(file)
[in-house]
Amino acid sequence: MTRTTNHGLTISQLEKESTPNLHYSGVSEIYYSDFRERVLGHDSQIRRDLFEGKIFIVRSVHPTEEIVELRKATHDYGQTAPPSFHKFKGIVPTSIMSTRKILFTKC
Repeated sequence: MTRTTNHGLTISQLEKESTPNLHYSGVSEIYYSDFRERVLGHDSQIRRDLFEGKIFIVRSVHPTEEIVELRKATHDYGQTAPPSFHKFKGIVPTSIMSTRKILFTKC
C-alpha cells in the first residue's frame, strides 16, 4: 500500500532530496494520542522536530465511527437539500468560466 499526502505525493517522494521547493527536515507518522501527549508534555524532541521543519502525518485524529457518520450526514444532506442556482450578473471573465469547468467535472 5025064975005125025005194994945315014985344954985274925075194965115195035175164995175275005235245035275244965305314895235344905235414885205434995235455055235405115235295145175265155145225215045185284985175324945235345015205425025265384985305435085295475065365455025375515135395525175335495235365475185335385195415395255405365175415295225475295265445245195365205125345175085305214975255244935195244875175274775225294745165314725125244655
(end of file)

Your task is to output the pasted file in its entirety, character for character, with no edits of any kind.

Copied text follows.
[in-house]
Amino acid sequence: MTRTTNHGLTISQLEKESTPNLHYSGVSEIYYSDFRERVLGHDSQIRRDLFEGKIFIVRSVHPTEEIVELRKATHDYGQTAPPSFHKFKGIVPTSIMSTRKILFTKC
Repeated sequence: MTRTTNHGLTISQLEKESTPNLHYSGVSEIYYSDFRERVLGHDSQIRRDLFEGKIFIVRSVHPTEEIVELRKATHDYGQTAPPSFHKFKGIVPTSIMSTRKILFTKC
C-alpha cells in the first residue's frame, strides 16, 4: 500500500532530496494520542522536530465511527437539500468560466 499526502505525493517522494521547493527536515507518522501527549508534555524532541521543519502525518485524529457518520450526514444532506442556482450578473471573465469547468467535472 5025064975005125025005194994945315014985344954985274925075194965115195035175164995175275005235245035275244965305314895235344905235414885205434995235455055235405115235295145175265155145225215045185284985175324945235345015205425025265384985305435085295475065365455025375515135395525175335495235365475185335385195415395255405365175415295225475295265445245195365205125345175085305214975255244935195244875175274775225294745165314725125244655